Do you want to keep track of some the most important issues in the world today? Maybe you could pick up an issue of the magazine The Big Issue to read about them.
Another of those multi-talented words, isn’t it? It came to my attention recently, and it seemed a good candidate for one of my sessions of thinking about a word with different meanings, and trying to figure out if there were any link between them.
The first word that came to mind, once I started thinking, was out. Most uses of issue seemed obviously to be about moving outward, or being released. An issue of a magazine is published, or released, out from its office, to the general public.
This connection is more obvious with some more archaic uses of the word. You might issue forth from somewhere (go outside). If you get cut, blood might issue from your wound.
OK, pretty straightforward, but what about when we use issue to mean problem, or contentious situation? What’s the link there?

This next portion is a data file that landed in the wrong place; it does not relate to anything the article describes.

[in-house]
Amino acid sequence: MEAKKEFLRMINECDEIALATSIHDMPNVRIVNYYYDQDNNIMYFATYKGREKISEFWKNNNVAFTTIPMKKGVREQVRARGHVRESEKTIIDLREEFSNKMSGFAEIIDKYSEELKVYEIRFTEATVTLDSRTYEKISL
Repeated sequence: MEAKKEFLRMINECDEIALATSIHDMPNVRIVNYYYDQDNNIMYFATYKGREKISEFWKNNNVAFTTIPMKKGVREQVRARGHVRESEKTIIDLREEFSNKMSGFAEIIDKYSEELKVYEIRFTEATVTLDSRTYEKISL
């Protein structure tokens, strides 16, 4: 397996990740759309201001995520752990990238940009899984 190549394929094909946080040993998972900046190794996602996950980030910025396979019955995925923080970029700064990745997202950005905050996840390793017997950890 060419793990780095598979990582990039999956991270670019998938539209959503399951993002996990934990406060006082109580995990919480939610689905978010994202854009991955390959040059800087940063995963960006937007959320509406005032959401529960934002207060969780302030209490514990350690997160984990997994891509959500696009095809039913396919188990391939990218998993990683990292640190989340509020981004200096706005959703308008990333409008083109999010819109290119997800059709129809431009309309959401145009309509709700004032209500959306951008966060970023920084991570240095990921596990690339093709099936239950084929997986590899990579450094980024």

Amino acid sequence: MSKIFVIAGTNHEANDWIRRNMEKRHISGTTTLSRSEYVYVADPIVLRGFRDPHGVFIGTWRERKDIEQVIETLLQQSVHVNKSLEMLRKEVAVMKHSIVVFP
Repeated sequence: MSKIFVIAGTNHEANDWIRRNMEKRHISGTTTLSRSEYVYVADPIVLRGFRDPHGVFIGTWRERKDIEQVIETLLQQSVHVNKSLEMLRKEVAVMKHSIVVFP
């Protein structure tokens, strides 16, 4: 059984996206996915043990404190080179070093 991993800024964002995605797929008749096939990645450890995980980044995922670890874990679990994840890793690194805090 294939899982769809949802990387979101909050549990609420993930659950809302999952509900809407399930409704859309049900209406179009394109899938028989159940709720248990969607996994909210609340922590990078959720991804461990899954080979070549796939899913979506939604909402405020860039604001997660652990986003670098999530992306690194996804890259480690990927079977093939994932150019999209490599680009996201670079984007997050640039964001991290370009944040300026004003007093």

Nothing seemed obvious. Maybe, I thought, it’s from the idea of someone complaining, speaking out (loud), bringing their problem to light. Or maybe it’s from a development coming to light, becoming known, emerging from obscurity.
There might have been something there, but I couldn’t be too sure.
So I looked it up and, well, it was a valiant effort, but I wasn’t quite right. In the 14th century, the word came to refer to the outcome of an action. It began to be used in a legal sense to refer to the outcome of pleadings in a suit, and then slowly began to develop the more specific related meaning of controversy over the facts in a trial, and then more general to refer to a contentious situation.
And as I suspected, the word comes from that old prefix ex-, which keeps coming up. Specifically, it comes from the Old French issue, which was derived from issir, a form of the Latin verb exire, meaning to go out, or pour forth.
Now that I know it’s all related, I can rest easy as its provenance isn’t an issue for me anymore!